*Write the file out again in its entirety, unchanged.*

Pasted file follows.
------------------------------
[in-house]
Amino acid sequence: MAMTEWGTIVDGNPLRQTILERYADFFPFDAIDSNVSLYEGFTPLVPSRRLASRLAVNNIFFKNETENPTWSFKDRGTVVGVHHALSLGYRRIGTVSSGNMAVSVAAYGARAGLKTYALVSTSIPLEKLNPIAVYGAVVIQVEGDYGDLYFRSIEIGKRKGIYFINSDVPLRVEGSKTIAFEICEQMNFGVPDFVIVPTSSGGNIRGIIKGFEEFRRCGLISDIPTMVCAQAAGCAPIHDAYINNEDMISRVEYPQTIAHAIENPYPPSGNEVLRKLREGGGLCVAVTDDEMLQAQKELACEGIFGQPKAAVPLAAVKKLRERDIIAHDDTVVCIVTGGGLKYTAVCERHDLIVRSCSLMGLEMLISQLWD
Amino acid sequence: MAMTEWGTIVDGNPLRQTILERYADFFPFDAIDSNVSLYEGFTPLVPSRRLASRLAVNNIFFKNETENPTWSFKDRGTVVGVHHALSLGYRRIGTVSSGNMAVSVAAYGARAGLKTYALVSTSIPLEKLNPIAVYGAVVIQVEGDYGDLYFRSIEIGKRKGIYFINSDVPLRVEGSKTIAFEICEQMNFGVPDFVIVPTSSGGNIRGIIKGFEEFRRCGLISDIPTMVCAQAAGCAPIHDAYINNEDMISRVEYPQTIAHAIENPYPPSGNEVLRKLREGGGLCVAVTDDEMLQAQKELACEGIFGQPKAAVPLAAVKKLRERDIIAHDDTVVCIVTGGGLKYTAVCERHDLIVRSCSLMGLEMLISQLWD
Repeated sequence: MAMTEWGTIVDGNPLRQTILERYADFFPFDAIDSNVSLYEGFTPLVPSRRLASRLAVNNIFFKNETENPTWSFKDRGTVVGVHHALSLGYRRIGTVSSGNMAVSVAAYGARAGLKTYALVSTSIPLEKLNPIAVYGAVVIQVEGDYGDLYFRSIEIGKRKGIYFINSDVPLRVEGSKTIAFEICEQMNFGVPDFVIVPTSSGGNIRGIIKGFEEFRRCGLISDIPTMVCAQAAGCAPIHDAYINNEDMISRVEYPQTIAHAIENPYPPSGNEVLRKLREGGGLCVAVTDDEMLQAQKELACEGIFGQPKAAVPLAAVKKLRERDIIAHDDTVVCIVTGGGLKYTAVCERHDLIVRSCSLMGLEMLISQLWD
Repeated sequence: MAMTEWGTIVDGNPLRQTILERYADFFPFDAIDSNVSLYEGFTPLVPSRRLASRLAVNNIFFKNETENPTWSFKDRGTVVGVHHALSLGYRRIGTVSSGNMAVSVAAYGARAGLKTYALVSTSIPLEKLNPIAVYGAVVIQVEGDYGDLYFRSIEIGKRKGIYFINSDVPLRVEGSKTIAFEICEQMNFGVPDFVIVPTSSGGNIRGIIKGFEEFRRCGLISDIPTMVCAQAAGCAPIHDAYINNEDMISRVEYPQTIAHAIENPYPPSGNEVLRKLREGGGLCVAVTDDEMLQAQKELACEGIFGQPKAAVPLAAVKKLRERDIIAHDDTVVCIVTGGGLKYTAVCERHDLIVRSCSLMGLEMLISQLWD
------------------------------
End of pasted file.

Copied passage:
[in-house]
Amino acid sequence: MAMTEWGTIVDGNPLRQTILERYADFFPFDAIDSNVSLYEGFTPLVPSRRLASRLAVNNIFFKNETENPTWSFKDRGTVVGVHHALSLGYRRIGTVSSGNMAVSVAAYGARAGLKTYALVSTSIPLEKLNPIAVYGAVVIQVEGDYGDLYFRSIEIGKRKGIYFINSDVPLRVEGSKTIAFEICEQMNFGVPDFVIVPTSSGGNIRGIIKGFEEFRRCGLISDIPTMVCAQAAGCAPIHDAYINNEDMISRVEYPQTIAHAIENPYPPSGNEVLRKLREGGGLCVAVTDDEMLQAQKELACEGIFGQPKAAVPLAAVKKLRERDIIAHDDTVVCIVTGGGLKYTAVCERHDLIVRSCSLMGLEMLISQLWD
Amino acid sequence: MAMTEWGTIVDGNPLRQTILERYADFFPFDAIDSNVSLYEGFTPLVPSRRLASRLAVNNIFFKNETENPTWSFKDRGTVVGVHHALSLGYRRIGTVSSGNMAVSVAAYGARAGLKTYALVSTSIPLEKLNPIAVYGAVVIQVEGDYGDLYFRSIEIGKRKGIYFINSDVPLRVEGSKTIAFEICEQMNFGVPDFVIVPTSSGGNIRGIIKGFEEFRRCGLISDIPTMVCAQAAGCAPIHDAYINNEDMISRVEYPQTIAHAIENPYPPSGNEVLRKLREGGGLCVAVTDDEMLQAQKELACEGIFGQPKAAVPLAAVKKLRERDIIAHDDTVVCIVTGGGLKYTAVCERHDLIVRSCSLMGLEMLISQLWD
Repeated sequence: MAMTEWGTIVDGNPLRQTILERYADFFPFDAIDSNVSLYEGFTPLVPSRRLASRLAVNNIFFKNETENPTWSFKDRGTVVGVHHALSLGYRRIGTVSSGNMAVSVAAYGARAGLKTYALVSTSIPLEKLNPIAVYGAVVIQVEGDYGDLYFRSIEIGKRKGIYFINSDVPLRVEGSKTIAFEICEQMNFGVPDFVIVPTSSGGNIRGIIKGFEEFRRCGLISDIPTMVCAQAAGCAPIHDAYINNEDMISRVEYPQTIAHAIENPYPPSGNEVLRKLREGGGLCVAVTDDEMLQAQKELACEGIFGQPKAAVPLAAVKKLRERDIIAHDDTVVCIVTGGGLKYTAVCERHDLIVRSCSLMGLEMLISQLWD
Repeated sequence: MAMTEWGTIVDGNPLRQTILERYADFFPFDAIDSNVSLYEGFTPLVPSRRLASRLAVNNIFFKNETENPTWSFKDRGTVVGVHHALSLGYRRIGTVSSGNMAVSVAAYGARAGLKTYALVSTSIPLEKLNPIAVYGAVVIQVEGDYGDLYFRSIEIGKRKGIYFINSDVPLRVEGSKTIAFEICEQMNFGVPDFVIVPTSSGGNIRGIIKGFEEFRRCGLISDIPTMVCAQAAGCAPIHDAYINNEDMISRVEYPQTIAHAIENPYPPSGNEVLRKLREGGGLCVAVTDDEMLQAQKELACEGIFGQPKAAVPLAAVKKLRERDIIAHDDTVVCIVTGGGLKYTAVCERHDLIVRSCSLMGLEMLISQLWD